Speaking With Artist Skye Ferrante, Man of Wire
Featured: (left to right) Portraits of Lauren, Amna, and Maeve
Skye Ferrante is a man who lives many lives at the same time. A self-taught artist, he is constantly on the move; a man who looks people up and down, but not too intrusively—he observes them. The sculptor, known as the “Man of Wire” on Instagram (a title earned following years of working on the streets of SoHo), manipulates a single string of black iron into a patchwork of abstract lines, curves, and movement—often depicting nude figures. In turn, these sculptures inform his own writing, while his relationship with the model gives each piece a narrative.
I first met Ferrante on one of the 30 days he sculpted on a stool on the corner outside Louis Vuitton’s store in SoHo. Since 2004, he has become a true institution for the downtown passerby. “I like meeting people and getting to know them without the guards that we all have. That tends to go away when you’re naked,” he says. “Naked people talk.”
Each sculpture is an intricate display of technique by the artist and expression from the model, whether clothed or not. Ferrante keeps a collection of some strikingly intimate stories that his subjects share with him—he is their unclassified shrink; the one who really listens. He writes both portrait stories about friends and performers as a result of those sessions. These portraits and his writing are mostly tender, sometimes mysterious, yet almost always loud—symbolically and literally, as he writes on a typewriter.
Ferrante originally began sculpting women, particularly Burlesque performers, after a friendship with the headmistress of the New York School of Burlesque, Jo Boobs Weldon. He eventually met top performers and dove into sculpting the figures of his female friends and eventually sex workers. (He now works with all genders.) One of these models even landed Ferrante a writeup in The New York Times after she sold the sculpture of herself to her married lover for a whopping $10,000; the sculpture now hangs in his family home.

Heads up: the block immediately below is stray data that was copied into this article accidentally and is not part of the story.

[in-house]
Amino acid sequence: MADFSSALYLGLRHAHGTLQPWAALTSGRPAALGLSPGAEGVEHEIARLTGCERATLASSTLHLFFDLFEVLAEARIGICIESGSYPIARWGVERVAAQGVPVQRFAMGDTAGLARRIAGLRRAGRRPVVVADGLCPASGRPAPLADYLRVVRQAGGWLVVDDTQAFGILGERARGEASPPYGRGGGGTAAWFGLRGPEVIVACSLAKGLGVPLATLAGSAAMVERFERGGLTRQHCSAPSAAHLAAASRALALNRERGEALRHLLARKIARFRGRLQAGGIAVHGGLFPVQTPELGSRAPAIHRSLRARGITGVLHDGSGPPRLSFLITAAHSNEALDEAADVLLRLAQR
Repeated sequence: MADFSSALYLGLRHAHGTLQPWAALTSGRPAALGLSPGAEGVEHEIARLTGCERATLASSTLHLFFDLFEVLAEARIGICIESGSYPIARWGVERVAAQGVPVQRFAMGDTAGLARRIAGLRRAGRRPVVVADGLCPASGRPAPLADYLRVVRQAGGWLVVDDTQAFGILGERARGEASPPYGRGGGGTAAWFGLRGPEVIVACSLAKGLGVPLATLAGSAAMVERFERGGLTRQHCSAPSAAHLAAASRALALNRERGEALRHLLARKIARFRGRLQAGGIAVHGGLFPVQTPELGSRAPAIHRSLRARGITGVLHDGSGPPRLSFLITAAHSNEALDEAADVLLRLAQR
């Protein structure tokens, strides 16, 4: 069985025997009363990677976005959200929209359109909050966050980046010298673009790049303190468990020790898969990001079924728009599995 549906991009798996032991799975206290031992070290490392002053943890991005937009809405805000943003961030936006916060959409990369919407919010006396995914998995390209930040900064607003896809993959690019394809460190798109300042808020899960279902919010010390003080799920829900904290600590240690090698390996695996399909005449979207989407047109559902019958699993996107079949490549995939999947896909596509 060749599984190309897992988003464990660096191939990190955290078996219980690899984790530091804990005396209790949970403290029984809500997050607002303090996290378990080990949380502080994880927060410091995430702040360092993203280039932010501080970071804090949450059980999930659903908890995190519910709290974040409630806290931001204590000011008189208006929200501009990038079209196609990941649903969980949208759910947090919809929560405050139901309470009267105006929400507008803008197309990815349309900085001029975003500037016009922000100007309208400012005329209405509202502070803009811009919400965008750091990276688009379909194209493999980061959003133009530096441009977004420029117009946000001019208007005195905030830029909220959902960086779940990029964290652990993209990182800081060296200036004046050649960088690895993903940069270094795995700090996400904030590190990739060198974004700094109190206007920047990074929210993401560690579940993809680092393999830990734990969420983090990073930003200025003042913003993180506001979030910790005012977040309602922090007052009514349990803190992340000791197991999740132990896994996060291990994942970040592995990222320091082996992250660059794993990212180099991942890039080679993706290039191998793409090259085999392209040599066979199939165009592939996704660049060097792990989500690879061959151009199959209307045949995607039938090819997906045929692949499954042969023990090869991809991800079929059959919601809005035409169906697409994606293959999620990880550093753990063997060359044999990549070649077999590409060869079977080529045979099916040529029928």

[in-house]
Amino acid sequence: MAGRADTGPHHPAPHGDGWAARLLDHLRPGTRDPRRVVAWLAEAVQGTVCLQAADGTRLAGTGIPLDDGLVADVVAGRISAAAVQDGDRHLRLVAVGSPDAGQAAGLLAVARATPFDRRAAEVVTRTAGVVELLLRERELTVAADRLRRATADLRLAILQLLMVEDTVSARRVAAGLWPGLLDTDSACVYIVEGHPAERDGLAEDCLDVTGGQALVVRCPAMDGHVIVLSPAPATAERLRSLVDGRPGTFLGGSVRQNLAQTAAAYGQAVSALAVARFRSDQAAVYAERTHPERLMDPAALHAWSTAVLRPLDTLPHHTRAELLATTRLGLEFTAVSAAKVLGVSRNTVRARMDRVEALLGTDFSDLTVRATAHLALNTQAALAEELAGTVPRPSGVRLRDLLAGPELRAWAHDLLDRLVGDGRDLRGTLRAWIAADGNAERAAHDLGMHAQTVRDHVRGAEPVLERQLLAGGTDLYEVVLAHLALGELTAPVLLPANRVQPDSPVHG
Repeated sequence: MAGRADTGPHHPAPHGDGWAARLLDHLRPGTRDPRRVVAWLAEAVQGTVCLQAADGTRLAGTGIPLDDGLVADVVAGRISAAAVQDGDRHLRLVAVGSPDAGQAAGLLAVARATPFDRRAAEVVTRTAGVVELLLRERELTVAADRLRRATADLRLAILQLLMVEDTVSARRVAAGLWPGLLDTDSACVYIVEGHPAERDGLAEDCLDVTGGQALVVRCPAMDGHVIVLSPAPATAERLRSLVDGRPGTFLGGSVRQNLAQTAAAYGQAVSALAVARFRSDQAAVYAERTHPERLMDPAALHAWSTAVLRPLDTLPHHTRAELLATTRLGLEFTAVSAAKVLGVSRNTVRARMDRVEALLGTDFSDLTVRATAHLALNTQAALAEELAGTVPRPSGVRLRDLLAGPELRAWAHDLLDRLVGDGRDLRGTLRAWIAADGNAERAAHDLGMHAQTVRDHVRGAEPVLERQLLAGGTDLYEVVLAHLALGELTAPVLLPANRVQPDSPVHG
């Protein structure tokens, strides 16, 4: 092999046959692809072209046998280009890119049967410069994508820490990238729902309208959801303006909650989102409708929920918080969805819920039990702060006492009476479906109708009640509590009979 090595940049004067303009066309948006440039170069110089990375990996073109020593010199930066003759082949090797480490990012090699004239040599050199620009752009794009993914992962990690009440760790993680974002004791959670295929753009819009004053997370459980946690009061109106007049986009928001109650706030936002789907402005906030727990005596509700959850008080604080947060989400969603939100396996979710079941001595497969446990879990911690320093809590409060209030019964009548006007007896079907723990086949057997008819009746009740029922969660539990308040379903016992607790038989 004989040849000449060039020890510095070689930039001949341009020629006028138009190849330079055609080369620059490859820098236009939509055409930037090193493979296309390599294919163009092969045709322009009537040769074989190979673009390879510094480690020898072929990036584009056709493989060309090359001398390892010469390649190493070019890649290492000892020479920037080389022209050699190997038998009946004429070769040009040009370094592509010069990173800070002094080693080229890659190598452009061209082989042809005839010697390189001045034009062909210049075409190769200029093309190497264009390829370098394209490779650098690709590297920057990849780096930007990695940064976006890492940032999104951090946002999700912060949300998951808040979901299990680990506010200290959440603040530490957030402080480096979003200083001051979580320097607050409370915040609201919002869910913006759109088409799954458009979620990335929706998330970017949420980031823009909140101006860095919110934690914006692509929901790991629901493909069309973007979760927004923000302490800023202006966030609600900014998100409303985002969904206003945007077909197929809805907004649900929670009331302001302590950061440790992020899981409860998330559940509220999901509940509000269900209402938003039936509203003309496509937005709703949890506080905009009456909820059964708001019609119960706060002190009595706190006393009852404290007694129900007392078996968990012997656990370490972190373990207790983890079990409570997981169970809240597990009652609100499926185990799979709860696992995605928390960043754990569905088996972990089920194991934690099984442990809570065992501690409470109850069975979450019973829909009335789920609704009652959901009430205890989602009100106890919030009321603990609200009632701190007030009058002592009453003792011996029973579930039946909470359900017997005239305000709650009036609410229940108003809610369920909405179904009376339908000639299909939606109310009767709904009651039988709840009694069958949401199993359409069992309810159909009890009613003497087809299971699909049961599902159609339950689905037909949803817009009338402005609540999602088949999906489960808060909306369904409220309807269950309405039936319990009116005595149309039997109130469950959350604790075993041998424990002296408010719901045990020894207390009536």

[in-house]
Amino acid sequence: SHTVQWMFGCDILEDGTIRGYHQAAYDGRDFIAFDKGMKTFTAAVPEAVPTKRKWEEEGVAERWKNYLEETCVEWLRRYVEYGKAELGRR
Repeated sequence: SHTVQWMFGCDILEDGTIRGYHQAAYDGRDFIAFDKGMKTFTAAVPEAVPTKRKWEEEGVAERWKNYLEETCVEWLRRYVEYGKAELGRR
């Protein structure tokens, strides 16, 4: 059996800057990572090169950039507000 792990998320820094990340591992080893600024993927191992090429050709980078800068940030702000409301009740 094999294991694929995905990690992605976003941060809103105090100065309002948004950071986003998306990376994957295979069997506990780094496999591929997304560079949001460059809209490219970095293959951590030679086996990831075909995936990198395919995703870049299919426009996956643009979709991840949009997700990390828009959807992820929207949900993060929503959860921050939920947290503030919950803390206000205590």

Portrait of Odette and lover
Ferrante’s work can be simplified into several lines which are technically just one—recreated, imagined, and broken. The lines that he sees on a nude figure are pure abstractions. He breaks these walls between the artist, the model, and the buyer. Ferrante explains that this relationship between the three isn’t new, as it dates back to Titian and the model for Venus of Urbino, Angela del Moro, and artists way before him too.
He changes a single trope—Ferrante’s models speak through his written narratives. “It’s from Pygmalion that we have the problematic myth of the artist and his muse, the perfect woman, silent and made of stone—but Galatea, in my experience, clearly speaks,” explains the artist. Ferrante wants the story to precede the piece and the piece to stand alone without the shadow of the artist to truly withstand time. What better way to guide an artwork if not with the voice of the subject itself? “My main theme is that women are behind everything,” says Ferrante. “They aren’t just the muse.”